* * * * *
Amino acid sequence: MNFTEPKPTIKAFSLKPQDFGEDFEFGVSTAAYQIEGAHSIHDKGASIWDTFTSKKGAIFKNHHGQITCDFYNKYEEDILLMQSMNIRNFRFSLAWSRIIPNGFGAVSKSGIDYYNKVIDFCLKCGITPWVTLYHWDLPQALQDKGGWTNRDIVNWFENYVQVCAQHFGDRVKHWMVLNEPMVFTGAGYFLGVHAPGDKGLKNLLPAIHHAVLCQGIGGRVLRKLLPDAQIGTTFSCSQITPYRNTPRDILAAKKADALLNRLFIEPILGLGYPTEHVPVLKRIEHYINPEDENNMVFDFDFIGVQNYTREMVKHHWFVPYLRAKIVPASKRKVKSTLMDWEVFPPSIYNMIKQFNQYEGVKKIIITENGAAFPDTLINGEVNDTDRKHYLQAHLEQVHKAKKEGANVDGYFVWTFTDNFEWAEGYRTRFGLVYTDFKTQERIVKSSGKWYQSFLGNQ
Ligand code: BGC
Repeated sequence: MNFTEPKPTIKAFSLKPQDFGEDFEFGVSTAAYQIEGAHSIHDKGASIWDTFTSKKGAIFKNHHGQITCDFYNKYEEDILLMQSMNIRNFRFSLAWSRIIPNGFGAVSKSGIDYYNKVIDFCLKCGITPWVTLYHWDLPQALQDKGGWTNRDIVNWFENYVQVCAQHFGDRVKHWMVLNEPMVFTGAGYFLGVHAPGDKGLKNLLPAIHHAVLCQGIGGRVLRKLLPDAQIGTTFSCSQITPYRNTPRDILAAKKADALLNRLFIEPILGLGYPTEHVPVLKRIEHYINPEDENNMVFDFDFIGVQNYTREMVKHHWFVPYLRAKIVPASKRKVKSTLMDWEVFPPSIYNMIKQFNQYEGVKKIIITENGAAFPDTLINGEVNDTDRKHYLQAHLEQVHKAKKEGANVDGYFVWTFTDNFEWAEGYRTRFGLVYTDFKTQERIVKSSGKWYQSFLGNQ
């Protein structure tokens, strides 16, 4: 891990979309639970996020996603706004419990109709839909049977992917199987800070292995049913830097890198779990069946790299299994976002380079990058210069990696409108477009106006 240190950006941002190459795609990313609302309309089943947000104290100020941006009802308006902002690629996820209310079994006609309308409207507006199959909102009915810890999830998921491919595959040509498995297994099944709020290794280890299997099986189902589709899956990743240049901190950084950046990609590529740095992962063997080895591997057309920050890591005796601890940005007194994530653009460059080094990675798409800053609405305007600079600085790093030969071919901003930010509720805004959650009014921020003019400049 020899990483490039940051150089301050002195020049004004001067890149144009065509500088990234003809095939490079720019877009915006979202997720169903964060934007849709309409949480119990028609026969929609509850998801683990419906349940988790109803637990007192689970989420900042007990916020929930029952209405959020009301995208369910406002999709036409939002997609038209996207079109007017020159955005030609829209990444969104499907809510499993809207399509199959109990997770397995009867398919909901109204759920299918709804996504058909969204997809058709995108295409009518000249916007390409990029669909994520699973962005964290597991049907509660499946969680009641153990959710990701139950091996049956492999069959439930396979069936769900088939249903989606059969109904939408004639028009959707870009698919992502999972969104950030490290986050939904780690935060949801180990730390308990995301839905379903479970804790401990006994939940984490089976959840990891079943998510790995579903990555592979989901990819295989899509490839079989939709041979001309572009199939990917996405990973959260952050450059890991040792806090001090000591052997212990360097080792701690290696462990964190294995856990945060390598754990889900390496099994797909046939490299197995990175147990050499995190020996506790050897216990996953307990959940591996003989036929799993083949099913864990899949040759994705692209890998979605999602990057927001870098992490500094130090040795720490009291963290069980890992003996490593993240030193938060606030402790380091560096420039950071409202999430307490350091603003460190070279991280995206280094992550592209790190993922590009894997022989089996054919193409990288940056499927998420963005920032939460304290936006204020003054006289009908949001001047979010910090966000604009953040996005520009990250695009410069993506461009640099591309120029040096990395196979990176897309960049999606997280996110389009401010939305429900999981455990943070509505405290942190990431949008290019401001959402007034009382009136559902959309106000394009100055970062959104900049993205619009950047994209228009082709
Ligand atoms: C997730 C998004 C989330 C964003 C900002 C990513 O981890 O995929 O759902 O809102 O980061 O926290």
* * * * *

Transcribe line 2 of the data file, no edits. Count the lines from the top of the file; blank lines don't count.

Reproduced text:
Ligand code: BGC